Ways to help kids build empathy

Empathy is a 21st century buzzword, the one quality educators, and parents, and mental health professionals, and really all healthy adults want to build in children. The problem is that adults cannot force children to build empathy. They can, however, help children build empathy through a variety of experiences and activities. 

First, though, let’s consider what empathy means. Merriam-Webster’s (n.d.) dictionary defines empathy as “the action of understanding, being aware of…the feelings, thoughts, and experience of another of either the past or present without having the feelings, thoughts, and experience fully communicated in an objectively explicit manner.” It is important to recognize that empathy is not sympathy. It is not feeling bad for another human being, but rather understanding what it might be like to be that human being. It is perspective taking, a skill that is caught as much as taught (Gordon, n.d., as cited in Walsh & Walsh, 2019). This means that helping kids build empathy requires not just cognitive education, but also experiential education. 

To be able to practice empathy, though, kids need a foundation. First, they must feel safe (Walsh & Walsh, 2019). Then they need to be able to name and identify their own feelings. They must be able to regulate their own feelings in order to remain separate from the feelings of others, rather than taking part in them (Dewar, 2020). They need some level of abstract thinking, or at the least, an adult with abstract thought who can co-regulate with them. Empathy, while innately possible for humans, needs to help to be elicited (Walsh & Walsh, 2019). This is where adults come in. 

How do caregivers, parents, and adults help kids build empathy, then? They include or orchestrate activities that allow children to take the perspectives of others. Examples could include: 

  • Asking children to consider how their actions affect others (How did ___ feel when you did __?) 
  • Asking children how they can make others feel better, rather than just saying, “Sorry” 
  • Having children write or draw from the perspectives of others 
  • Reading stories about children who differ from them (e.g. ethnically, racially, nationally, or socially) (Suttie, 2016). 
  • Watching movies about children with different abilities, disabilities, and physical presentations (e.g. Radio, Soul Surfer, Wonder) (Common Sense Media, n.d.) 

Adults can also encourage children to play. This allows them to practice taking on different roles (Walsh, 2015) via their imagination (Kaiser, 2020). Examples of play where this naturally occurs are:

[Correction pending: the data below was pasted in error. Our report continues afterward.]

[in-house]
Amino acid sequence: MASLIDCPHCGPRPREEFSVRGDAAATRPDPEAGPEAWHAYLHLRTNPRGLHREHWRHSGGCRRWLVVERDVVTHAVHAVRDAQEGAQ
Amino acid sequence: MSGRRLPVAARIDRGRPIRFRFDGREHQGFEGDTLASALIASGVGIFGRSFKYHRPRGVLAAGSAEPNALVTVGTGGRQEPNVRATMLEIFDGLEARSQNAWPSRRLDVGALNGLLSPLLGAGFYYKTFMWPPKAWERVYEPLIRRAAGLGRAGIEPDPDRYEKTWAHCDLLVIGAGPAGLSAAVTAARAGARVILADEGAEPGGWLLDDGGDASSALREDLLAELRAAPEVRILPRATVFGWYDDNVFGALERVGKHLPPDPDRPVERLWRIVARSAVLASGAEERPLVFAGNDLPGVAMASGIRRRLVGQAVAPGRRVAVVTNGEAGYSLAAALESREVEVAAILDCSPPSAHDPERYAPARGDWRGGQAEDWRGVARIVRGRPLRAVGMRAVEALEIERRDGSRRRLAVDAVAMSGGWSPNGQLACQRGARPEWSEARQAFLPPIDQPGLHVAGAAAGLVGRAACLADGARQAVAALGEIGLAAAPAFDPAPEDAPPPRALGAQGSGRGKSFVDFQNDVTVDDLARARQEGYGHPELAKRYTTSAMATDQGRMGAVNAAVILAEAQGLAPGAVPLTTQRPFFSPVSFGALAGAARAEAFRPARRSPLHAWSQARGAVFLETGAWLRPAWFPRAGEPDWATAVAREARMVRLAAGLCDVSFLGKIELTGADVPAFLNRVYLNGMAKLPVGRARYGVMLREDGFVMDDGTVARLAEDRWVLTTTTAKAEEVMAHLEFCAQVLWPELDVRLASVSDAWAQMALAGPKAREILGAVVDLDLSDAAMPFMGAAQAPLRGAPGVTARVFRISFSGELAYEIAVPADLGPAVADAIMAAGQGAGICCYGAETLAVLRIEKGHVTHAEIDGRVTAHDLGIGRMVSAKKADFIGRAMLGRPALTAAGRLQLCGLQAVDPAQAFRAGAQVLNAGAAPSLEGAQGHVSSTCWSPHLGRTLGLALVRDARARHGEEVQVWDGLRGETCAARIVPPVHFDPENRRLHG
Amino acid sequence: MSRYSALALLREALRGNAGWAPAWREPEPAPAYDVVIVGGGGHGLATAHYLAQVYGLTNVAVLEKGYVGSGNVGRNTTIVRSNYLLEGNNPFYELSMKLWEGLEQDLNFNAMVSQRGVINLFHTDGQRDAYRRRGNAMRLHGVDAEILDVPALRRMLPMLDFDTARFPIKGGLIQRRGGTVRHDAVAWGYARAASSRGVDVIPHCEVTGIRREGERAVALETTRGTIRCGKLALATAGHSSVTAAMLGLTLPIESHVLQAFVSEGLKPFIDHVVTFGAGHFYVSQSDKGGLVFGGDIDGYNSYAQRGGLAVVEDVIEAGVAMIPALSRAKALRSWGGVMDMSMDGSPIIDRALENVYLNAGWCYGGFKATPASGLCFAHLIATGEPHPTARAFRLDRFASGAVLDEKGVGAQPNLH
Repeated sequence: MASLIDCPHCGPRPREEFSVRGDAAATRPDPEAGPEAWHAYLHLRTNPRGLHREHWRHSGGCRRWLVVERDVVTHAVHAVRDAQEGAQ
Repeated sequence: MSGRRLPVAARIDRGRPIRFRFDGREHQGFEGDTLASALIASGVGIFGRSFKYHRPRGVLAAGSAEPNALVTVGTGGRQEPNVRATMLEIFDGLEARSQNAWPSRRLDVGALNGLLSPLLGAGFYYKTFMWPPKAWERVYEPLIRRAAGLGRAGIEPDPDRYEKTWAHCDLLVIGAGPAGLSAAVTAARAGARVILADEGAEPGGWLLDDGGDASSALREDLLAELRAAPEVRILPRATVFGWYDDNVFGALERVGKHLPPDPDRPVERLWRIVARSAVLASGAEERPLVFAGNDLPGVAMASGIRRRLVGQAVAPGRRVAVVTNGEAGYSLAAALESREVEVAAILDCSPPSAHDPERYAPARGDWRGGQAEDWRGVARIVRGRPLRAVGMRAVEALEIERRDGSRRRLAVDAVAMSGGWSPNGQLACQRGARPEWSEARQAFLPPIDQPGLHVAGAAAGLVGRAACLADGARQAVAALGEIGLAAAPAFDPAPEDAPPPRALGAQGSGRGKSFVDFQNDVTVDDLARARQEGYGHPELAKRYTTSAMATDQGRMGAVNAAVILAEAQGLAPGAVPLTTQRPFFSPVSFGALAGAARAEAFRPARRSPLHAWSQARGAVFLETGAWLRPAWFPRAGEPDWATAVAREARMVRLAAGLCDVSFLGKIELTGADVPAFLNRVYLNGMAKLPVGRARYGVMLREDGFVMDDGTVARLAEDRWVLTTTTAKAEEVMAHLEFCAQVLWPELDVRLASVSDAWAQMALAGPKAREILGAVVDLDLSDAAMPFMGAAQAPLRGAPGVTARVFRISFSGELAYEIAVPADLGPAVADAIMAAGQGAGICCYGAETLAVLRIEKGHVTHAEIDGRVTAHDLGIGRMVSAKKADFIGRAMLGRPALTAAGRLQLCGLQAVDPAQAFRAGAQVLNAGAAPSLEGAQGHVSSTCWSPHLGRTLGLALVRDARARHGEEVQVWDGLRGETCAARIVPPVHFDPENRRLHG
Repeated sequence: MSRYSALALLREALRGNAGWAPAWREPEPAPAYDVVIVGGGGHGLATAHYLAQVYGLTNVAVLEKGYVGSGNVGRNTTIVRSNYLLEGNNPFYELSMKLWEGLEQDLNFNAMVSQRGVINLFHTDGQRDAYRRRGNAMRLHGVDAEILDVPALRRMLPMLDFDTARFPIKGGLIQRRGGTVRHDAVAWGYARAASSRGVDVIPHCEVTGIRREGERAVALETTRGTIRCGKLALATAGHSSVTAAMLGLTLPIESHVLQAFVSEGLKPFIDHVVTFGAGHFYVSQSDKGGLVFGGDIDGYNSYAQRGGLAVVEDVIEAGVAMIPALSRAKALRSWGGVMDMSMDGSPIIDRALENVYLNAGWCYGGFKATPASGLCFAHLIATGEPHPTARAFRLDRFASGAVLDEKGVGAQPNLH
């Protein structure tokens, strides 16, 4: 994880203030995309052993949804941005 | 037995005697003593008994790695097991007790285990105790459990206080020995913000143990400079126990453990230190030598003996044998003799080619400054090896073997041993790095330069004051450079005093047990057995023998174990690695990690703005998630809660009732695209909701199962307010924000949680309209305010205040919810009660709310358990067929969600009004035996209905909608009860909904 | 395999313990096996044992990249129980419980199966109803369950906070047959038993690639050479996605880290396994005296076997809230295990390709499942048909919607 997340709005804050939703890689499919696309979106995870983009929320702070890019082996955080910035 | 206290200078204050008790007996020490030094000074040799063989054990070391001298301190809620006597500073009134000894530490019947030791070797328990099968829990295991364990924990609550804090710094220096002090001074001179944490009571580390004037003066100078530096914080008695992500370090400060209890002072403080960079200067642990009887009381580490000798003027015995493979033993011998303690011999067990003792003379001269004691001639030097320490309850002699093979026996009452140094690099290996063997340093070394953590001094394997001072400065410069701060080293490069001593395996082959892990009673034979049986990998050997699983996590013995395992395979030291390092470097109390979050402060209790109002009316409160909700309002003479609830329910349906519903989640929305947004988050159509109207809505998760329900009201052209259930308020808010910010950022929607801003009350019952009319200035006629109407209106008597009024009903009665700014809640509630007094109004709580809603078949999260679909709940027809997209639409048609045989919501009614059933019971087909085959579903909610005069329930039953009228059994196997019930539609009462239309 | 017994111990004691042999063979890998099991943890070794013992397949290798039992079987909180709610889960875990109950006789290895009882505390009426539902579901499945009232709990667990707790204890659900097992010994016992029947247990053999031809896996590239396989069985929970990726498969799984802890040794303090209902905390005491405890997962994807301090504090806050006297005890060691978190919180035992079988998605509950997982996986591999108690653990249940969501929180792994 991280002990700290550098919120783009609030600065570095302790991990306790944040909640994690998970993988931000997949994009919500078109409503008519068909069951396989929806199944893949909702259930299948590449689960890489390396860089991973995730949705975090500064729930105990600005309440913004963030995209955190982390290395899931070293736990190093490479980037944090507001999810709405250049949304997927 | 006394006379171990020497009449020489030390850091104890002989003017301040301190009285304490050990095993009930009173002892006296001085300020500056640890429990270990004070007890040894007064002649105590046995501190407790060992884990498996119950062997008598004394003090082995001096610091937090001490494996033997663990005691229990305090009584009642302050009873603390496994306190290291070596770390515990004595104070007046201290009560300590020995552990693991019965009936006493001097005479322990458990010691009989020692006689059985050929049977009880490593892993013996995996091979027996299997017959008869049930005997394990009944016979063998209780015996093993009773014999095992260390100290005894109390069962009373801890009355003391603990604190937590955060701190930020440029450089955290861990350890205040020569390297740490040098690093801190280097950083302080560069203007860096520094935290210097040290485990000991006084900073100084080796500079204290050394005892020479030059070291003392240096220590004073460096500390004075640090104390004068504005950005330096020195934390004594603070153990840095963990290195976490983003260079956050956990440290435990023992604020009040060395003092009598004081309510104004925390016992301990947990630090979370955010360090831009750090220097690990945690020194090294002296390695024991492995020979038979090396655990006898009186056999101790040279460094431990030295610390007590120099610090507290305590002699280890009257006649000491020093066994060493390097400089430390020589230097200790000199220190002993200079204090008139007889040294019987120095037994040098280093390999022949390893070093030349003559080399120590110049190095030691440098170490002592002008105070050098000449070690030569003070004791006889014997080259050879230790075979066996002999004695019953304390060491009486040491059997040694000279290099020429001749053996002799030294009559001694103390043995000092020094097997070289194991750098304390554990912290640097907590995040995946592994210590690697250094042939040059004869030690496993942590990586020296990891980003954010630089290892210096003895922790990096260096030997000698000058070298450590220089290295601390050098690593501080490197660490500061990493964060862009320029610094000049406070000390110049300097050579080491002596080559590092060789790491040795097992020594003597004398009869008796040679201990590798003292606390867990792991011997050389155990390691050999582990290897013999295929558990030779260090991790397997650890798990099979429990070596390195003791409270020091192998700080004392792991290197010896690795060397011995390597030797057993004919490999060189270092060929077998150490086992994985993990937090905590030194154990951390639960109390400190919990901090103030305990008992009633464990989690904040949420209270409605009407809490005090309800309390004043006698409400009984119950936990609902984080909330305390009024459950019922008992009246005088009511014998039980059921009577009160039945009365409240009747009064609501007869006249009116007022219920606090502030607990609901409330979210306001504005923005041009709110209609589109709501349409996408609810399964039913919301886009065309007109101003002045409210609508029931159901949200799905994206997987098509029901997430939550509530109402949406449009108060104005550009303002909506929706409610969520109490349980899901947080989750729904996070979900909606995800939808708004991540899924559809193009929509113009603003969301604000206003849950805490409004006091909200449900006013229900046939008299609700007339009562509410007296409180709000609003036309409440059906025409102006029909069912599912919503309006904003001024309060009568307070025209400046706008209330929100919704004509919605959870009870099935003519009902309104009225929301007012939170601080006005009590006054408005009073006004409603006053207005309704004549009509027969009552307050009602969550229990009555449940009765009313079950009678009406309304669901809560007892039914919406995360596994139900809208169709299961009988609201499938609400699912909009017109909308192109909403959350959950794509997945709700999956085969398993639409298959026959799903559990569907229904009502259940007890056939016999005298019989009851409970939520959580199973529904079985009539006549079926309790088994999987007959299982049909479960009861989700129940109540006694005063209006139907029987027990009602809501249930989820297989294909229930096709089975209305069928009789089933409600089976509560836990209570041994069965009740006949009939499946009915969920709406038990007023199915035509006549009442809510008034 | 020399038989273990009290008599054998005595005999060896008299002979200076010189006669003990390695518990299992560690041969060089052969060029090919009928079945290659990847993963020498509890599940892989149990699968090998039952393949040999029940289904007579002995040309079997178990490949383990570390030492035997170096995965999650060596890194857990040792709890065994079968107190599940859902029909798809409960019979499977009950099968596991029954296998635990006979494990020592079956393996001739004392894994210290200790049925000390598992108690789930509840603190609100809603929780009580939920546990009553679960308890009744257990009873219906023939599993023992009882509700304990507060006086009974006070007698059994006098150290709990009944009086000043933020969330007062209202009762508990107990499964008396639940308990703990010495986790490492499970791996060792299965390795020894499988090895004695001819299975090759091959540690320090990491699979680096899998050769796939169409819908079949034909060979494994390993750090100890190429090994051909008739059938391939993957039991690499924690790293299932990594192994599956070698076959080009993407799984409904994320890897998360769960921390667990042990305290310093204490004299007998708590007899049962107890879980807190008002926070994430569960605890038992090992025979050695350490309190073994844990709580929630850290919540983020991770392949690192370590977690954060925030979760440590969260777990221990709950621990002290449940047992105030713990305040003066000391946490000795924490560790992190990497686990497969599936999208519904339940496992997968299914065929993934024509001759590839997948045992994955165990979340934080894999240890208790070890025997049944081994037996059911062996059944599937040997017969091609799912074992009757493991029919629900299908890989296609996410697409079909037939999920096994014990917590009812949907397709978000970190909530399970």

• Charades 
  • Dress up (Fitzgerald, 2021) 
  • Playing cars 
  • Playing house 
  • Theater 

Caregivers can also work alongside children as children experience the needs of the world. This enlarges the children’s “’circle of concern’” (Making Caring Common Project, 2021; Walsh, 2015). Settings that lend themselves to caregiver/child regulation may include: 

  • Angel Tree 
  • Church 
  • Community Service (Balani, 2020) 
  • Homeless outreaches 
  • Operation Christmas Child (or other shoebox programs) 

There is no right way to teach empathy. In fact, the more ways and times adults teach empathy, the better. Children need a variety of opportunities to grow their empathy skills, and adults are the ones to provide them these chances. 


Balani, M. (2021, February 1). Developing empathy in kids: Here’s what to know. Today. https://www.today.com/parenting-guides/want-raise-empathetic-children-here-s-what-know-t177606 

Common Sense Media (n.d.) Movies with characters who have physical disabilities. https://www.commonsensemedia.org/lists/movies-with-characters-who-have-physical-disabilities 

Dewar, G. (2020). Teaching empathy. Evidence-based tips for fostering empathetic awareness in children. Parenting Science. https://parentingscience.com/teaching-empathy-tips/ 

Fitzgerald, M. (2021, May 29). 5 ways to help kids build empathy. Tinkergartenhttps://tinkergarten.com/blog/8-simple-ways-to-help-kids-build-cognitive-empathy 

Kaiser, E. (2020, June 25). 4 tips to help children develop empathy. Better Kids. https://betterkids.education/blog/4-tips-to-help-children-develop-empathy 

Making Caring Common Project (2021, March). 5 tips for cultivating empathy. Harvard Graduate School of Education. https://mcc.gse.harvard.edu/resources-for-families/5-tips-cultivating-empathy  

Merriam-Webster. (n.d.). Empathy. In Merriam-Webster.com dictionary. Retrieved October 7, 20201 from https://www.merriam-webster.com/dictionary/empathy 

Suttie, J. (2016, June 10). Seven ways to foster empathy in kids. Greater Good Magazine. https://greatergood.berkeley.edu/article/item/seven_ways_to_foster_empathy_in_kids 

Walsh, E. (2015, February 8). Teaching empathy to kids starts with us. Spark & Stitch Institutehttps://sparkandstitchinstitute.com/teaching-empathy-to-kids/#empathytips 

Walsh, E., & Walsh, D. (2019, May 9). How children develop empathy. Psychology Today. https://www.psychologytoday.com/us/blog/smart-parenting-smarter-kids/201905/how-children-develop-empathy